3. both the Australian Government and Opposition have publicly stated that this matter has gone on for too long; and

4.    underlines the importance of the UK and USA bringing the matter to a close so that Mr Assange can return home to his family in Australia.”

Documents obtained under Freedom of Information laws reveal DFAT officials in September last year describing the Australian parliamentary delegation that visited Washington, D.C., to advocate for Assange’s release and return to Australia as “one member is a Government backbencher, the delegation is not representing and carries no mandate from the Australian Government or the Australian Parliament”.

This is no longer the case.  When Wilkie flies to London for Assange’s hearing this week and fronts the media, he does so with a clear mandate of support for Assange from the Australian Parliament.

The potential consequences facing Assange if he is extradited from the United Kingdom to the United States were flagged by the Foreign Minister, Penny Wong, three years ago while in Opposition. In a Senate Estimates exchange she also asked: “What expectations or requests have been made of the United Kingdom in respect of terms of any extradition?”

Wong emphasised to DFAT officials the potential for Assange to face a cumulative penalty which is “effectively the rest of his life” and “you’re not executed but it’s 100 and something years which is effectively imprisonment until you die.”

Wong asked DFAT officials about any representations relating to any conditions that might be associated with any extradition.  DFAT confirmed that no representations had been made.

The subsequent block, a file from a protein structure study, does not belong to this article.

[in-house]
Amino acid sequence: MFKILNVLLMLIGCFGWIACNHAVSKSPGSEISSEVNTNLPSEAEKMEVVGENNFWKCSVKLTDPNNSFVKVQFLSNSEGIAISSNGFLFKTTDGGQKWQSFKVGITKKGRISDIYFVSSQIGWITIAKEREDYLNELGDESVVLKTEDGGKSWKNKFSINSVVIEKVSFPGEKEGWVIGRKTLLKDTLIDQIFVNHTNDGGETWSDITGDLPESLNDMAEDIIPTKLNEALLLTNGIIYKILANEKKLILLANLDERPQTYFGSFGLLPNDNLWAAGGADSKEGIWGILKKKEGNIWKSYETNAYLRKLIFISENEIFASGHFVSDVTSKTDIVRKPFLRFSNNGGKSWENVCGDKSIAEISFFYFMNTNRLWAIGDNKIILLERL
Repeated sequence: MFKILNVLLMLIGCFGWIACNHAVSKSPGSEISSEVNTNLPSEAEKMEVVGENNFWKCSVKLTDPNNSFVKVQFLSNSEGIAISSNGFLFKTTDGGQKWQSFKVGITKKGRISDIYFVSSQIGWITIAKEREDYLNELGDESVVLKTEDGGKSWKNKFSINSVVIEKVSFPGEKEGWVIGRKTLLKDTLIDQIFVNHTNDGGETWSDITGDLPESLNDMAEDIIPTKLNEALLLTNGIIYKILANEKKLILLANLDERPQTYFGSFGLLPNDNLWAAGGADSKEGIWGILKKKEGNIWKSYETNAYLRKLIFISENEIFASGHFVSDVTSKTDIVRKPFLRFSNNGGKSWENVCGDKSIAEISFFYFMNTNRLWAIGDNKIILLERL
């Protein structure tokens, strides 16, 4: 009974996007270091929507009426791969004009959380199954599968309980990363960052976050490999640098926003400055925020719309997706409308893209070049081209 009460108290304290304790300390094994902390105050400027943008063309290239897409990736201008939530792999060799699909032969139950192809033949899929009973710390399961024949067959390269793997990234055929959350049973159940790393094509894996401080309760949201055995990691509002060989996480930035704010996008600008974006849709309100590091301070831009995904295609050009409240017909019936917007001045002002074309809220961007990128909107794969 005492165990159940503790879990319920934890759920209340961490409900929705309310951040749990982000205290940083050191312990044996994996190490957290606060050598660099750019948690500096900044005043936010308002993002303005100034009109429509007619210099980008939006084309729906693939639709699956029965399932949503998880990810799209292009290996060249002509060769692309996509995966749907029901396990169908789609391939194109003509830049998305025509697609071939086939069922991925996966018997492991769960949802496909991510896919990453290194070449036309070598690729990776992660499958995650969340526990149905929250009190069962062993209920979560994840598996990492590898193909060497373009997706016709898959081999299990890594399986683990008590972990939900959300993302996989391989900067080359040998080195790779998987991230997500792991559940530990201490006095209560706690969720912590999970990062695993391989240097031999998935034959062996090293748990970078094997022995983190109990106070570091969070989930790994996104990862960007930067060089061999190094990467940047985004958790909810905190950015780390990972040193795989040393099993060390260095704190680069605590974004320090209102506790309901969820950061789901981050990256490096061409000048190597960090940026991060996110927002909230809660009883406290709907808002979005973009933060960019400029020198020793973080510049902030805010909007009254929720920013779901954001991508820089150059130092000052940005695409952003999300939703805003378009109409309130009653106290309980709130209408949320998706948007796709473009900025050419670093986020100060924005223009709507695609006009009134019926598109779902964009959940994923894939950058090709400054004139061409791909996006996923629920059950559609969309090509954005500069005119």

“The Potential Consequences Facing Assange If He Is Extradited From The United Kingdom To The United States Were Flagged

This even though DFAT officials were aware that under U.K. law, a person can’t be extradited to another country if they are to face the death penalty, acknowledged that federally the U.S. still has the death penalty, and conceded that there was a possibility that more charges could be laid against Assange if extradited to the United States.

It remains unclear whether the current government or Foreign Minister Wong herself has made any representations to the U.K. government about the terms of any extradition should that be ordered by the U.K. High Court this week.

Likewise, notwithstanding the dire personal consequences for Assange of landing on U.S. soil, we don’t know whether a post-extradition plea deal is still being considered.

U.S. federal offences punishable by the death penalty include espionage. Even when it was looking at expelling Assange from its embassy, the Ecuadorians sought an assurance from the U.S. that he would not be subject to the death penalty.

An oral assurance apparently was given at that time, although the allegation against him then was limited to a charge of computer hacking and did not extend to the subsequent charges under the Espionage Act.

Greg Barns SC, advisor to the Australian Assange Campaign, tells Declassified Australia that,